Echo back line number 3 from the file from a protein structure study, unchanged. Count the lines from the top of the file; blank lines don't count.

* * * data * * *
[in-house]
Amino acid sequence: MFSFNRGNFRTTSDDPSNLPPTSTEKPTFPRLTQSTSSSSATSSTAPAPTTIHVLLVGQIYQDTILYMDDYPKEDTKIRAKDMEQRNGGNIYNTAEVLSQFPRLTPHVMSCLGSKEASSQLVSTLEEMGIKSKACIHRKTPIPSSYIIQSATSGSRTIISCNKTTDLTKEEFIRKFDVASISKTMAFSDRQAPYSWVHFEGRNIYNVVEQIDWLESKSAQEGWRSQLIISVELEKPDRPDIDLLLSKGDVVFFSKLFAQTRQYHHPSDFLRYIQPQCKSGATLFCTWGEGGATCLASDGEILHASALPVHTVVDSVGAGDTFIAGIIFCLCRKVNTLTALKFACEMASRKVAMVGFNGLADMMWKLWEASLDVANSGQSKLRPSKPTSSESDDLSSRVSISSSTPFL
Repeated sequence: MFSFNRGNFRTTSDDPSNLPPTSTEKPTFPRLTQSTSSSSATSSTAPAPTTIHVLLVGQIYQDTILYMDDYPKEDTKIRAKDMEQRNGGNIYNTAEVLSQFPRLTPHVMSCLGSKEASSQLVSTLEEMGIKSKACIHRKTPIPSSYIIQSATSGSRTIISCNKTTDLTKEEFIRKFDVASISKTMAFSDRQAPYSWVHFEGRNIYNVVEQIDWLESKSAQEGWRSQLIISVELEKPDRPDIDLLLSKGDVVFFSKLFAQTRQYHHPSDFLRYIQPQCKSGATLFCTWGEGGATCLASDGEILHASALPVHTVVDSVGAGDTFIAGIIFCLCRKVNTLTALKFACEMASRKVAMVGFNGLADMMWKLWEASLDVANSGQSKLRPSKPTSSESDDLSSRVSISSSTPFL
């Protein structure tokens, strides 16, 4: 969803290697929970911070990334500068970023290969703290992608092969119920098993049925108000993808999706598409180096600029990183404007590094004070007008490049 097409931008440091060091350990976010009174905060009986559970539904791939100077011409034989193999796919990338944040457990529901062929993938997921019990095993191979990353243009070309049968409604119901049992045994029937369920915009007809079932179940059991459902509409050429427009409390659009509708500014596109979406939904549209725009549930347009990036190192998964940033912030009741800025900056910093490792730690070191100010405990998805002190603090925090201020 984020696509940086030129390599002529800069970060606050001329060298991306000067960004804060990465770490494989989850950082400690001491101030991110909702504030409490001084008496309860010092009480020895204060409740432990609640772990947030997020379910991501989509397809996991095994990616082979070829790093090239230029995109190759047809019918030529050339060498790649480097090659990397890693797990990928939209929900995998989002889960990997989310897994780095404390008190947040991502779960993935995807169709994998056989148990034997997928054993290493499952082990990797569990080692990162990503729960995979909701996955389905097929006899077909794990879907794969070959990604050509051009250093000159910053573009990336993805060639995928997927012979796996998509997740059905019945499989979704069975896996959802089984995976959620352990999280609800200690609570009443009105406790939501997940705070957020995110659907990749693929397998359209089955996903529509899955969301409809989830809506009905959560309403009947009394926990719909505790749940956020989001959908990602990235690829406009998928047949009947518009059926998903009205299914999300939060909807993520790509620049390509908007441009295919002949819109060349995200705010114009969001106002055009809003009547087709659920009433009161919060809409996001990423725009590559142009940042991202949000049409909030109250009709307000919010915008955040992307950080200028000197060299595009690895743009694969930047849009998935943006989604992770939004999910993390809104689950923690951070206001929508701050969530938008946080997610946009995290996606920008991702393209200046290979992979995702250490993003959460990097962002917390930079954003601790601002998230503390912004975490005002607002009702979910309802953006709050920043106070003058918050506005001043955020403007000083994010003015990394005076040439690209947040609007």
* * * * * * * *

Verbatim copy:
Repeated sequence: MFSFNRGNFRTTSDDPSNLPPTSTEKPTFPRLTQSTSSSSATSSTAPAPTTIHVLLVGQIYQDTILYMDDYPKEDTKIRAKDMEQRNGGNIYNTAEVLSQFPRLTPHVMSCLGSKEASSQLVSTLEEMGIKSKACIHRKTPIPSSYIIQSATSGSRTIISCNKTTDLTKEEFIRKFDVASISKTMAFSDRQAPYSWVHFEGRNIYNVVEQIDWLESKSAQEGWRSQLIISVELEKPDRPDIDLLLSKGDVVFFSKLFAQTRQYHHPSDFLRYIQPQCKSGATLFCTWGEGGATCLASDGEILHASALPVHTVVDSVGAGDTFIAGIIFCLCRKVNTLTALKFACEMASRKVAMVGFNGLADMMWKLWEASLDVANSGQSKLRPSKPTSSESDDLSSRVSISSSTPFL